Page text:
Lawson said that would help cover students’ expenses for the Finance Park field trip. It costs about $25 per student to go, plus the expenses of a bus driver and gas.

He also recently received a $250 grant, and he said he always receives financial support from local organizations.

“Once we start to sell, then our kids will count the sales dollars and calculate based on expenses what kind of profit we make,” Lawson said.

Lawson’s class has been required for eighth-graders for about eight years.

In a simulation exercise, students have to get a job and create a budget so they can buy a house and a car. They refer to local real estate and automobile dealer websites to determine costs. Playing the role of a banker, Lawson calculates their loan payments.

“It at least teaches something about the value of money and the value of budgeting and paying your bills and planning for your future so you make some wise decisions,” he said.

At Finance Park, they are able to apply what they learned in class. There, they are given a job and its pay rate, and they have to break that down into monthly income to apply for loans, pay their bills, buy what they need to live and save money back for the future.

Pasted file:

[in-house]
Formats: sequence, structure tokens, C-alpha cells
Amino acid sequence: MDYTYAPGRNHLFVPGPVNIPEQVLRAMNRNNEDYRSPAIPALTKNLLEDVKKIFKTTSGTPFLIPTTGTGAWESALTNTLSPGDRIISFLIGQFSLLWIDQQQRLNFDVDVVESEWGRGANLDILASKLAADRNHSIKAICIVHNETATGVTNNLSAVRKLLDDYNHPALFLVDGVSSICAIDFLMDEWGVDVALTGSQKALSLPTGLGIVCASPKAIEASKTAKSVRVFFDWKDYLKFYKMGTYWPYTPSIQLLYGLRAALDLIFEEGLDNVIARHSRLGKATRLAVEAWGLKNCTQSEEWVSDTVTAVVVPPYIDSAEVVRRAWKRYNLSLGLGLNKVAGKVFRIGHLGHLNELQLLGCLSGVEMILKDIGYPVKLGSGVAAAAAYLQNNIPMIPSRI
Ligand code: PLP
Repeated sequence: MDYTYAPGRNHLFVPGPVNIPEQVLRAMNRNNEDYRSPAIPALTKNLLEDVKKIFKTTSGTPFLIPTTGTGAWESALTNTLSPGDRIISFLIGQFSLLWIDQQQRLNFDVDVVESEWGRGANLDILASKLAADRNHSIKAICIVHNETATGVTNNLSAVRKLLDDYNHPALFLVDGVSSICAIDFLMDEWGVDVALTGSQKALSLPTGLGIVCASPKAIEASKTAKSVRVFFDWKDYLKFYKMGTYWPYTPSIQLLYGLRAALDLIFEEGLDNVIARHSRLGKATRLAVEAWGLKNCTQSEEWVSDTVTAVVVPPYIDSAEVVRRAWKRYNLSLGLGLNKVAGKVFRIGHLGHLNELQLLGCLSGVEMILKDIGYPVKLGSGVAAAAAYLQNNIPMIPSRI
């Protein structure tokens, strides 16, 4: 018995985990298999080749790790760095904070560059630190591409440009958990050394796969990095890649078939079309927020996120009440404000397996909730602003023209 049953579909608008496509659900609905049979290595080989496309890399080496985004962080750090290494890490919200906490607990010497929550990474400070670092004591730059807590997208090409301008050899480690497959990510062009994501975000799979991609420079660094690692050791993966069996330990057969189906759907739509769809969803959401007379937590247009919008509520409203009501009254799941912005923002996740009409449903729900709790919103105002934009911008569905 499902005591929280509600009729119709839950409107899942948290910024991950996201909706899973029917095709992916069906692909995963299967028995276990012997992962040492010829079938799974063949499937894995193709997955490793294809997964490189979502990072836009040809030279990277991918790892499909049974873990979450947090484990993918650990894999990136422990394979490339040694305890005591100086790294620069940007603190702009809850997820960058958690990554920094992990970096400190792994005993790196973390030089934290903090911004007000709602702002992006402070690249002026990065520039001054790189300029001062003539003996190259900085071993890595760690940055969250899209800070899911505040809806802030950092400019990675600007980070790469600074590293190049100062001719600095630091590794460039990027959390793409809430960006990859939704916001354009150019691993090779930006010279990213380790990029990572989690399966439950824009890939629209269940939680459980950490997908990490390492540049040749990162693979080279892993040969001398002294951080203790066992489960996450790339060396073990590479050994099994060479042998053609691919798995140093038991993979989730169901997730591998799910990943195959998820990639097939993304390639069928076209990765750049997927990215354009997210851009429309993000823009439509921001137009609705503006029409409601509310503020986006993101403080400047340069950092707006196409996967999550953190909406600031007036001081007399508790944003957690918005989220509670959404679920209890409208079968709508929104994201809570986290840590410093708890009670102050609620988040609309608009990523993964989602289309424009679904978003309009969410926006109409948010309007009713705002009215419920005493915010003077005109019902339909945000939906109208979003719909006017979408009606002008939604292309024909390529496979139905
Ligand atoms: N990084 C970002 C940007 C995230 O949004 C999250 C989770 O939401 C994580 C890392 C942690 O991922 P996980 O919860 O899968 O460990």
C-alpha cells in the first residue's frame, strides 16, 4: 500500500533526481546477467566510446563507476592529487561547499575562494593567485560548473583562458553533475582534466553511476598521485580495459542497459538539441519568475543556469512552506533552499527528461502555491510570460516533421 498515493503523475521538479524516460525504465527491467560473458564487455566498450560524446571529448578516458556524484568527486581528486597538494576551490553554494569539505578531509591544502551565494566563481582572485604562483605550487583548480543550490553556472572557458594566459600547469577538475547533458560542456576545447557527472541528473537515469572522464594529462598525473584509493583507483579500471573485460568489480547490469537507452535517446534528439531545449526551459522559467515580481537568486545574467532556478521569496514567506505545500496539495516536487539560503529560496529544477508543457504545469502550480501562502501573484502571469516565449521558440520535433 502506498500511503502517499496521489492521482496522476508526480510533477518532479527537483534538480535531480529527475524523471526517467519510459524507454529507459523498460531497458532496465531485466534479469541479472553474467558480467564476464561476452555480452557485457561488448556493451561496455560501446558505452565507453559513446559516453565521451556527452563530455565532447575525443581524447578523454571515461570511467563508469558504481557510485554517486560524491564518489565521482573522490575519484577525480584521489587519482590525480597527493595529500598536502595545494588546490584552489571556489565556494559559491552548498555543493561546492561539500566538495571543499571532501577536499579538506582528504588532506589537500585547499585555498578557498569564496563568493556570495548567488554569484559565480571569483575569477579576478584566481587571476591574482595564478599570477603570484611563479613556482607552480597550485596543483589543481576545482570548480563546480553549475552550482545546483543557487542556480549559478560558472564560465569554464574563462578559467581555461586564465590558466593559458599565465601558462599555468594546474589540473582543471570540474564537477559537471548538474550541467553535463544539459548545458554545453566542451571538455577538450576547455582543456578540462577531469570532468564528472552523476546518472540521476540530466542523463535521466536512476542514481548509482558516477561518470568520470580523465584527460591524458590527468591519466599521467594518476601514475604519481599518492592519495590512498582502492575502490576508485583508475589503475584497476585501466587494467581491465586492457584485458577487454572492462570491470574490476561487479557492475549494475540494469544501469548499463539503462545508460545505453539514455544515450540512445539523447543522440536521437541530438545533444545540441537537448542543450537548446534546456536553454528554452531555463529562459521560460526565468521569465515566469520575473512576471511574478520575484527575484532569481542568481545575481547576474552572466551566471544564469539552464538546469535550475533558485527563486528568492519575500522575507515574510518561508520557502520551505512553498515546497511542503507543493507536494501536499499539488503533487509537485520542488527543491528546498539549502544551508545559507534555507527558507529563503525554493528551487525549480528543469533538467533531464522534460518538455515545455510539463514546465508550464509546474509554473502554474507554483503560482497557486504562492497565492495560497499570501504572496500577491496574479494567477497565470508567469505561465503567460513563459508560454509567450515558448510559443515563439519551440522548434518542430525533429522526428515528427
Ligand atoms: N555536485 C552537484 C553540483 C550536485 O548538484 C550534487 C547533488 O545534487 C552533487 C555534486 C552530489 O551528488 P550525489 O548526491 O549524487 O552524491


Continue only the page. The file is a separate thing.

Wischmeier also gives his students a feel for the real world by visiting three college campuses in Columbus and touring an industry in Seymour.

The birdhouse and birdfeeder project is another way for students to understand what goes into manufacturing a product in today’s society, he said.

“A lot of kids probably think a Ford truck, they make the parts, the tires, it’s all made there and they put it together,” he said. “That simply is not the way the world works. It’s not all done by one person. You play a small role, and then that product rolls on.”

Lawson said they also wanted to emphasize interdependency.

“When you do go out and get a job, you don’t just have your job. You’re going to depend on other departments or other people, and they are going to depend on you, and everybody has to do a quality job,” he said.

There is a communication lesson, too. All three classes have to keep in touch with each other throughout the project. If there are any changes made, everyone has to be in the loop.

“It’s either verbal or written communication in a real job, but you have to have good communication skills to do quality work,” Lawson said.